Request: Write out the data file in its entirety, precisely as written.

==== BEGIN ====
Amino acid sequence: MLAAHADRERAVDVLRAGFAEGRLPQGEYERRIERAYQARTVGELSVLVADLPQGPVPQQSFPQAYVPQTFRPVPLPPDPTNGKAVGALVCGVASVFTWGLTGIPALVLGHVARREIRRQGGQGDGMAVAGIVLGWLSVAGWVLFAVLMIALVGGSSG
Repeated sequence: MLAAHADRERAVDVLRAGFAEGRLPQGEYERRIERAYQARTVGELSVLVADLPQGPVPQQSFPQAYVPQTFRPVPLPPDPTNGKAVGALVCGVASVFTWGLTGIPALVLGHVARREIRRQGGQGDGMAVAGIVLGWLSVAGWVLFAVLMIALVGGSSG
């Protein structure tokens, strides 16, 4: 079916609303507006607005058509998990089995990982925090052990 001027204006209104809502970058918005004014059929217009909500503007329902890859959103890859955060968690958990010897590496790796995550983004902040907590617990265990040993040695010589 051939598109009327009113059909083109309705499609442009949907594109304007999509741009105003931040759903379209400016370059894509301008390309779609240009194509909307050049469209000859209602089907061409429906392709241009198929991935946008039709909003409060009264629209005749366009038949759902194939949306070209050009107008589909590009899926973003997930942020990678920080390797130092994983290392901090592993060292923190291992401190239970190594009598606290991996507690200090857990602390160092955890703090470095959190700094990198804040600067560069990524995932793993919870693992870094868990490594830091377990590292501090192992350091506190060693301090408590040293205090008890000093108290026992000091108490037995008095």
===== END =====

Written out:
Amino acid sequence: MLAAHADRERAVDVLRAGFAEGRLPQGEYERRIERAYQARTVGELSVLVADLPQGPVPQQSFPQAYVPQTFRPVPLPPDPTNGKAVGALVCGVASVFTWGLTGIPALVLGHVARREIRRQGGQGDGMAVAGIVLGWLSVAGWVLFAVLMIALVGGSSG
Repeated sequence: MLAAHADRERAVDVLRAGFAEGRLPQGEYERRIERAYQARTVGELSVLVADLPQGPVPQQSFPQAYVPQTFRPVPLPPDPTNGKAVGALVCGVASVFTWGLTGIPALVLGHVARREIRRQGGQGDGMAVAGIVLGWLSVAGWVLFAVLMIALVGGSSG
């Protein structure tokens, strides 16, 4: 079916609303507006607005058509998990089995990982925090052990 001027204006209104809502970058918005004014059929217009909500503007329902890859959103890859955060968690958990010897590496790796995550983004902040907590617990265990040993040695010589 051939598109009327009113059909083109309705499609442009949907594109304007999509741009105003931040759903379209400016370059894509301008390309779609240009194509909307050049469209000859209602089907061409429906392709241009198929991935946008039709909003409060009264629209005749366009038949759902194939949306070209050009107008589909590009899926973003997930942020990678920080390797130092994983290392901090592993060292923190291992401190239970190594009598606290991996507690200090857990602390160092955890703090470095959190700094990198804040600067560069990524995932793993919870693992870094868990490594830091377990590292501090192992350091506190060693301090408590040293205090008890000093108290026992000091108490037995008095």